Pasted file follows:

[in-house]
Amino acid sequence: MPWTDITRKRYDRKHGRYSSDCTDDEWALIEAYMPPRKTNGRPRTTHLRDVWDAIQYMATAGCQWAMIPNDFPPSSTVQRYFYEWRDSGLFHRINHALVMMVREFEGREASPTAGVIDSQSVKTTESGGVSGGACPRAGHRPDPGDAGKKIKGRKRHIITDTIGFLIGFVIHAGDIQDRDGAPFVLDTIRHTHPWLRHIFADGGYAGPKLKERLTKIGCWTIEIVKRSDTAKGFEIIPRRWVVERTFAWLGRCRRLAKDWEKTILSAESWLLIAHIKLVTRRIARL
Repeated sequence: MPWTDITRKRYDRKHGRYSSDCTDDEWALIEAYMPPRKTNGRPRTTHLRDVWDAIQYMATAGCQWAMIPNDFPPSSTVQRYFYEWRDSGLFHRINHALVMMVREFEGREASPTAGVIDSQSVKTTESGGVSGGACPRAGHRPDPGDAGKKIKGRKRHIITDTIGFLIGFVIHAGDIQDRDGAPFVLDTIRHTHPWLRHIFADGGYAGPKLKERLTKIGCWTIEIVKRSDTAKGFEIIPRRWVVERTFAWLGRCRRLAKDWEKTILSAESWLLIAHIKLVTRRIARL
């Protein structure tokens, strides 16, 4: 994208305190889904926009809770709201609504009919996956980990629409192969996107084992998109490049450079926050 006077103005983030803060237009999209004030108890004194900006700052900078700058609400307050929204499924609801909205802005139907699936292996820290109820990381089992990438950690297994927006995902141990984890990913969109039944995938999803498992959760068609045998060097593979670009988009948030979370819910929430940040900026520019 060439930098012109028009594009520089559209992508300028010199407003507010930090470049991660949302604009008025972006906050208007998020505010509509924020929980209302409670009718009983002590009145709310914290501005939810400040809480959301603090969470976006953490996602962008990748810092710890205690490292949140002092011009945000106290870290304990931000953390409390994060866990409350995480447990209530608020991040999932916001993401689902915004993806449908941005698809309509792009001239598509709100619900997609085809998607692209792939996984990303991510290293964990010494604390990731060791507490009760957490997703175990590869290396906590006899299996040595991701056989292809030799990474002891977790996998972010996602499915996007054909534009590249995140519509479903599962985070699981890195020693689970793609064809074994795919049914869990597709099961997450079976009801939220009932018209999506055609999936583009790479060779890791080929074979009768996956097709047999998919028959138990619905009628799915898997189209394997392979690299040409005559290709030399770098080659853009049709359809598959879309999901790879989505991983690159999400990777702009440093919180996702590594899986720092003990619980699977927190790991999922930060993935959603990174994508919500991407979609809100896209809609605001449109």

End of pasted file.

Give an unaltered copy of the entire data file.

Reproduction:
[in-house]
Amino acid sequence: MPWTDITRKRYDRKHGRYSSDCTDDEWALIEAYMPPRKTNGRPRTTHLRDVWDAIQYMATAGCQWAMIPNDFPPSSTVQRYFYEWRDSGLFHRINHALVMMVREFEGREASPTAGVIDSQSVKTTESGGVSGGACPRAGHRPDPGDAGKKIKGRKRHIITDTIGFLIGFVIHAGDIQDRDGAPFVLDTIRHTHPWLRHIFADGGYAGPKLKERLTKIGCWTIEIVKRSDTAKGFEIIPRRWVVERTFAWLGRCRRLAKDWEKTILSAESWLLIAHIKLVTRRIARL
Repeated sequence: MPWTDITRKRYDRKHGRYSSDCTDDEWALIEAYMPPRKTNGRPRTTHLRDVWDAIQYMATAGCQWAMIPNDFPPSSTVQRYFYEWRDSGLFHRINHALVMMVREFEGREASPTAGVIDSQSVKTTESGGVSGGACPRAGHRPDPGDAGKKIKGRKRHIITDTIGFLIGFVIHAGDIQDRDGAPFVLDTIRHTHPWLRHIFADGGYAGPKLKERLTKIGCWTIEIVKRSDTAKGFEIIPRRWVVERTFAWLGRCRRLAKDWEKTILSAESWLLIAHIKLVTRRIARL
């Protein structure tokens, strides 16, 4: 994208305190889904926009809770709201609504009919996956980990629409192969996107084992998109490049450079926050 006077103005983030803060237009999209004030108890004194900006700052900078700058609400307050929204499924609801909205802005139907699936292996820290109820990381089992990438950690297994927006995902141990984890990913969109039944995938999803498992959760068609045998060097593979670009988009948030979370819910929430940040900026520019 060439930098012109028009594009520089559209992508300028010199407003507010930090470049991660949302604009008025972006906050208007998020505010509509924020929980209302409670009718009983002590009145709310914290501005939810400040809480959301603090969470976006953490996602962008990748810092710890205690490292949140002092011009945000106290870290304990931000953390409390994060866990409350995480447990209530608020991040999932916001993401689902915004993806449908941005698809309509792009001239598509709100619900997609085809998607692209792939996984990303991510290293964990010494604390990731060791507490009760957490997703175990590869290396906590006899299996040595991701056989292809030799990474002891977790996998972010996602499915996007054909534009590249995140519509479903599962985070699981890195020693689970793609064809074994795919049914869990597709099961997450079976009801939220009932018209999506055609999936583009790479060779890791080929074979009768996956097709047999998919028959138990619905009628799915898997189209394997392979690299040409005559290709030399770098080659853009049709359809598959879309999901790879989505991983690159999400990777702009440093919180996702590594899986720092003990619980699977927190790991999922930060993935959603990174994508919500991407979609809100896209809609605001449109």